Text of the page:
The Student News Site of Macalester College

The Mac Weekly

The Student News Site of Macalester College

The Mac Weekly

The Student News Site of Macalester College

The Mac Weekly

Letter to the Editor

By Campus Community

To the Editor:Last semester, I had
the opportunity to fly to Macalester from Miami, where I teach fourth
grade as a Teach for America corps member. Though I was pleased with
the visit, I was also somewhat shocked to find that most of the
people I spoke with knew very little about Teach For America, outside
of an awareness that the program places successful college graduates
in public schools to teach for two years.

The reality is that
Teach for America aims to do much more than infuse young talent from
our nation’s top colleges and universities into urban and rural
school districts of high need. It is a full-blown, rapidly
expanding, and ever-evolving movement to end the appalling
achievement gap that exists in this country between students in low
and high income communities. Educational inequity is a staggering
problem; by the time students in low-income communities are nine
years old, they are already an average of two to three grade levels
behind their wealthier peers. This is an injustice that must be

Teach For America corps
members strive to lead socio-economically disadvantaged students to
significant academic achievement during a two year commitment as
full-time, paid public school teachers. After that commitment, some
alumni decide to continue promoting educational equity in this
country on the front lines as teachers and school administrators.
Others go on, thanks in no small part to the rigor and challenge of
the experience, to matriculate into the nation’s top law, medical,
business, and public policy schools and find that their experience
with Teach For America informs their decisions as leaders in those

It is because of this
that so many individuals from the country’s other top schools apply
to Teach for America. They are aware of the currency the program has
with admissions boards and prospective employers across the nation.
Many of them seek something to fill the interim before graduate
school that will give them the “real world experience” being in
school precludes. Some are attracted to the full-time teacher’s
salary, the undergraduate loan deferral, or the Americorps
educational stipend that can come with service. Others value the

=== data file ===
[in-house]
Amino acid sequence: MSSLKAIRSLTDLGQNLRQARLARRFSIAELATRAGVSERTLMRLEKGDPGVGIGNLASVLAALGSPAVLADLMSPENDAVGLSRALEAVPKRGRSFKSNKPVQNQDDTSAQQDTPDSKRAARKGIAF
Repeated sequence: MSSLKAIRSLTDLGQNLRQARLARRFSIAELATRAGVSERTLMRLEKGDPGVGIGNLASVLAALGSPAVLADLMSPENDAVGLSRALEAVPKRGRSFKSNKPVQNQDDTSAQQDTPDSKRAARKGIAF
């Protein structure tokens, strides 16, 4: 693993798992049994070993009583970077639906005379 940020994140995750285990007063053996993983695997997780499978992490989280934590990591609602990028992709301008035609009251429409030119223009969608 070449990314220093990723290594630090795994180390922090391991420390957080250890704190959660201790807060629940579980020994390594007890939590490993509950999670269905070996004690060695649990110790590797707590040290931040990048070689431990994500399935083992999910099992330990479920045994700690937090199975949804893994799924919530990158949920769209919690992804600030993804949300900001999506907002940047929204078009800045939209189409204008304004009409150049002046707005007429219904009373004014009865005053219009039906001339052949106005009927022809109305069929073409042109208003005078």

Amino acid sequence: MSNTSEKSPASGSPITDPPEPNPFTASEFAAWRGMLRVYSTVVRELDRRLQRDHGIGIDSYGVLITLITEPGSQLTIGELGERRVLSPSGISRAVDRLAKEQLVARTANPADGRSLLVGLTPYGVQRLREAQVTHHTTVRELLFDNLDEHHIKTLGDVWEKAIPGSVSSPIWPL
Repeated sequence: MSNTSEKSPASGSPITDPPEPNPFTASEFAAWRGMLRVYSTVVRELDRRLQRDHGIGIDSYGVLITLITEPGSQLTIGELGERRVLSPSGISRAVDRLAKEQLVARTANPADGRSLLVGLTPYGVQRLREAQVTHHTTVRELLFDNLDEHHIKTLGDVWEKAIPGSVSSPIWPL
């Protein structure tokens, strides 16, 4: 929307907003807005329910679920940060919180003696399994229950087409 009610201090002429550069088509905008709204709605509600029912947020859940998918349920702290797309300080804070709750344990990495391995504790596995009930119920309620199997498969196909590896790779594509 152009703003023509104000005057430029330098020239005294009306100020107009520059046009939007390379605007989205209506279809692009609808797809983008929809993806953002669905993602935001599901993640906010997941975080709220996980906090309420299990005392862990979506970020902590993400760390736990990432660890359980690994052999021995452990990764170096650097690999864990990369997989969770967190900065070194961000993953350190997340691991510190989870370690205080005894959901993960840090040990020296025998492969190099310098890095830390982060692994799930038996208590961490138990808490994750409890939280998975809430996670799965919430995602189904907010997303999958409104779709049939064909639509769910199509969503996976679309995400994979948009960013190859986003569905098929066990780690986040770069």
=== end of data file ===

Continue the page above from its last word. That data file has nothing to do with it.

knowledge, skills, and mindsets gained from taking on the challenge
of leading some of America’s most underprivileged youth towards
academic success, against all odds and expectations, so that they
have just as great a chance as their more affluent peers to sit in
the same classrooms that corps members did as undergraduates.

I applied to Teach for
America for all of these reasons, but it wasn’t until I actually
hit the ground running in Miami that I realized the true impact of my
decision. Teach for America truly is a movement because its corps
members and alumni are changing lives every day. Last year I took a
group of students who on average were three years older than they
should have been for the fifth grade and the same number of years
behind academically, led them to fifth grade proficiency and beyond
in the subjects I taught, and in the process made more than a few
believe, for the first time in their lives, that there was nothing
stopping them from realizing their most ambitious dreams. Of course,
they weren’t the only ones who changed; I did too. I have fallen
in love with my work, have decided to make it my life’s mission to
fight against educational inequity, and don’t regret for a single
moment my decision, this time two years ago, to apply to Teach for

Students from colleges
and universities across the country are gearing up to make the
decision to join the movement to end educational inequity before this
year’s February 18 deadlineƒ?Ýwill you?

Jesse Uggla
Macalester Class of
International Studies
and Political Science
Teach For
America–Miami-Dade County, Florida

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